Digital payments are part of our everyday life now. We pay without even noticing by calling an Uber or ordering food delivery. We can send money to friends as easily as sending an iMessage. It is no surprise then to see so much discussion about the arrival of the cashless era.
We wanted to take a closer look at the digital payment startups landscape to answer the following questions:
- What are the emerging focus areas and players in the digital payment space?
- What are the opportunity spaces where few players currently exist?
- What investment bets are being made by VCs, finance firms, and the big tech companies?
Quid has over 1.5 million private and public companies profiles in our database and we found 3,838 global startups founded after 2005 that develop and offer digital payment technology. Quid’s algorithm then categorized the companies dataset into 10 major themes. In the network below, each node represents a company and are colored by different focus areas.
Mobile payment (light blue), Credit Card Processing (teal), and Small and Medium Business Services (green) were the three largest focus areas in the industry. Nodes on the left side are quite dense, indicating that startups in these areas are largely focused on similar challenges. On the other hand, nodes on the right are more spread out and there are white spaces between different focus areas (different colors) which suggests there could be new adjacent opportunities.
Quid can segment these clusters into more specific detail. The network map with a lower granularity looks like this:
From this map we found that Healthcare Payments (dark pink at top of network) is a quite distinct field that is notably different from the companies in all other focus areas of digital payments. There is also white space between Digital Currency (yellow on the right) and two other closely-linked clusters – Fraud Detection (red) and Biometric Identification (beige). This suggests there are few startups bridging those two areas.
We also dove into recent investment and M&A trends using Quid. Quid’s companies dataset includes comprehensive information such as investors and acquirers, investment and acquisition amount, date of the deal, and target location etc.
Global investments within digital payment have increased significantly since the start of the decade. Even though the number of investment events peaked in 2015, the investment amount in 2017 ($6.5 billion) stayed close to 2015 totals ($7.4 billion). Given the number of investments, the average investment amount per one deal in 2017 ($15.6 million) was significantly higher than the one in 2015 ($12.3 million). Online banking services received the highest investment amount in general, while the investment in digital currency surged last year. The largest single funding rounds in last 10 years were for ZhongAn Online Insurance (a Chinese insure-tech) in 2015, and Zfere Holdings, who offers a mobile payment and transaction system, in 2011.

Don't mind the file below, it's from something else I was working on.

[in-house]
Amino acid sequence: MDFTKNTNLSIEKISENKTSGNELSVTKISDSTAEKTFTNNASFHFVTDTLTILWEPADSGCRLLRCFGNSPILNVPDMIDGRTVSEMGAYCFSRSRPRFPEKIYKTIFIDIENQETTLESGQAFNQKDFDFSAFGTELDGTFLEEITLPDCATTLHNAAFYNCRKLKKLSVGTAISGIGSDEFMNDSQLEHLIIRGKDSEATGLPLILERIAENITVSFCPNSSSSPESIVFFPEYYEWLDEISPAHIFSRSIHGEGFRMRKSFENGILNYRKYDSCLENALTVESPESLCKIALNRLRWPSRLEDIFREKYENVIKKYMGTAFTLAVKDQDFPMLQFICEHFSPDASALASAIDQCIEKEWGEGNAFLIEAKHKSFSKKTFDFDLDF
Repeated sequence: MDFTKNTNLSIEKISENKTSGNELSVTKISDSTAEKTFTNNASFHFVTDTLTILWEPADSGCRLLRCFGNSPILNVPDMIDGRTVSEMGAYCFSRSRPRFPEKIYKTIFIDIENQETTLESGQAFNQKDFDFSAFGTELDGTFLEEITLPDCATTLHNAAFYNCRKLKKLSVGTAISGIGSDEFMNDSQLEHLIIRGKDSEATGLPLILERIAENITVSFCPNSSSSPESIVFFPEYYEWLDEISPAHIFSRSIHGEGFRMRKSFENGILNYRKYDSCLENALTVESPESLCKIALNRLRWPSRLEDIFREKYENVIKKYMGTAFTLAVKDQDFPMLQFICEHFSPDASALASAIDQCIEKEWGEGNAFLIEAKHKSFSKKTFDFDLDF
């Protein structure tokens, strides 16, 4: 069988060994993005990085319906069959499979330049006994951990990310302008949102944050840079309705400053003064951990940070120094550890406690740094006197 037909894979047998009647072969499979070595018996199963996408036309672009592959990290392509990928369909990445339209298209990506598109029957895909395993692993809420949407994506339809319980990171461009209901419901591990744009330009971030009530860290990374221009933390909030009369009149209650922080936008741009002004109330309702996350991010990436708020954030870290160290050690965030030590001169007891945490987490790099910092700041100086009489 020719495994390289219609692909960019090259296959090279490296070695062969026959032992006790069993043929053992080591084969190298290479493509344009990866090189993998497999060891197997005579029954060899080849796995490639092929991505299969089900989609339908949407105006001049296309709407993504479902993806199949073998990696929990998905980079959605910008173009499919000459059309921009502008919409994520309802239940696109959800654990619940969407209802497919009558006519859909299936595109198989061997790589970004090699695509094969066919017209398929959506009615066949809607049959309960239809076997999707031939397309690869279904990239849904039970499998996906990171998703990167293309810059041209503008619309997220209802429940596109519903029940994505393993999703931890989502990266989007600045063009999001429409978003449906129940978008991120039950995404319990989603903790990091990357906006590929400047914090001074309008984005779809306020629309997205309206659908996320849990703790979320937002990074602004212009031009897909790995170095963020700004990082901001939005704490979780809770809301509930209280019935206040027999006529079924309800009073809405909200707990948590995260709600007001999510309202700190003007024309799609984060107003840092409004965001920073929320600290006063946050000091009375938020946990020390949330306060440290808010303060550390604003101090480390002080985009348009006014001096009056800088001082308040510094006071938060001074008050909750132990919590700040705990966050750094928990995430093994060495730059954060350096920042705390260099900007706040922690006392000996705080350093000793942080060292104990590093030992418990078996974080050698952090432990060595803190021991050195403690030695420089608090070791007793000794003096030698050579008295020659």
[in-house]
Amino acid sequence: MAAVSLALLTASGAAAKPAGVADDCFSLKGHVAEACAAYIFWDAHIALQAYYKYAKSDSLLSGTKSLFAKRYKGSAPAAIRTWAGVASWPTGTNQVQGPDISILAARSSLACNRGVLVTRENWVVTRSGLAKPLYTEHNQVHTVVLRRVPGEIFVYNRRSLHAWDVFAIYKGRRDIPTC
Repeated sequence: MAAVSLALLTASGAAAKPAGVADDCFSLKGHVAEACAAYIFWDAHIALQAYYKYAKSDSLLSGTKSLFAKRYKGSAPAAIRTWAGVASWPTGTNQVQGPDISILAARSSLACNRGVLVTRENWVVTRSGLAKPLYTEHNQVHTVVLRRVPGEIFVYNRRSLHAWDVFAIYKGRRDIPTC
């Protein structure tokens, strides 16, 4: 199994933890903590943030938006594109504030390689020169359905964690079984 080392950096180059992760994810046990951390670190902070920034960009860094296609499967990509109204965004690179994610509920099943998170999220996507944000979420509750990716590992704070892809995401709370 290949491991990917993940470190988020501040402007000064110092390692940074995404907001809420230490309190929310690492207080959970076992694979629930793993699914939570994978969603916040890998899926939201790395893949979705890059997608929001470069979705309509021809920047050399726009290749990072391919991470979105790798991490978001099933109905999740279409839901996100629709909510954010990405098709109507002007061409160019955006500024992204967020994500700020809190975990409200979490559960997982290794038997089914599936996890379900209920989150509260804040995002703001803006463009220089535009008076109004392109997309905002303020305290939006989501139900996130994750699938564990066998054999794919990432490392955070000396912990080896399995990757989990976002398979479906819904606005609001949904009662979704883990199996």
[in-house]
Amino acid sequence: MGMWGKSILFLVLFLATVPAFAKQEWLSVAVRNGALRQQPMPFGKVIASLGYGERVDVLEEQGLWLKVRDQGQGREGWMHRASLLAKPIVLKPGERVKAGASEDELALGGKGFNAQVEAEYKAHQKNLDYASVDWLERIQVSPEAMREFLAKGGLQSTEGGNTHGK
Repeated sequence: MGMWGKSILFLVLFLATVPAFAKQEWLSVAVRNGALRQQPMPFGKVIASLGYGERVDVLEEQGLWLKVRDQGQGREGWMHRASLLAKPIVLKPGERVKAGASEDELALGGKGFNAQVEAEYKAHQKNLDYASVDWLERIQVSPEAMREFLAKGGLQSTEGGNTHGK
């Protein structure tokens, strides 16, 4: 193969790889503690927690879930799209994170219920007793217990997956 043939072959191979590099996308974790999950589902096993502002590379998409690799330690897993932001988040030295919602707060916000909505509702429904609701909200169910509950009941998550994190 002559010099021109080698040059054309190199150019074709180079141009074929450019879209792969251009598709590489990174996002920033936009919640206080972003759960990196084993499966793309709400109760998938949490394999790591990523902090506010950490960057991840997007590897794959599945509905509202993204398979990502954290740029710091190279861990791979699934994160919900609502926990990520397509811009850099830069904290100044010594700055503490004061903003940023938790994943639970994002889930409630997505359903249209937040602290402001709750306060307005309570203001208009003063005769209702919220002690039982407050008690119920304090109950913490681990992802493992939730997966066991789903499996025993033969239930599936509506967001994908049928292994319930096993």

We could also identify top investors from each category. Y Combinator and 500 Startups led all by number of investments. Within the big tech firms, Intel has invested in twice as many startups as runner-ups Alphabet (Google) and Tencent. Intel is more focused in data centers and data analytics technology while Tencent focused 27% of their investment in digital currency. Google Ventures were generally more diverse – spreading bets across mobile payment, credit card processing, and other areas. Among financial firms, American Express and Goldman Sachs have been leading the startup investment landscape, each investing in more than 10 digital payment startups. The above chart highlights the varying focus areas by investor and give us a sense of the lead strategy for each.
We looked at the top acquirers too. This time we categorized the acquirers by Finance, Technology, and FinTech. Paypal acquired the most digital payment startups that were founded after 2005, including Venmo. Alphabet (Google) and Naspers, a multinational internet and media group who also owns one thirds of China’s Tencent stake, followed.
We also took a geographic view of these startups to see which are located outside America. Out of 3,838 digital payment startups we looked at, 57% were headquartered somewhere other than the US. In the above scatterplot, the X-axis represents the median founding year of companies in each country and the Y-axis represents total investment amounts companies in each country have received. US companies have been excluded from this visual. United Kingdom and India had a larger number of startups founded while companies in China have received more investment dollars in total (followed by India and Singapore).
The digital payment space is clearly still growing at a rapid pace. As new sectors like Digital Currency expand and growth outside the US increases, the category will continue driving innovation.
For more information around this topic or to learn more about Quid, get in touch at firstname.lastname@example.org.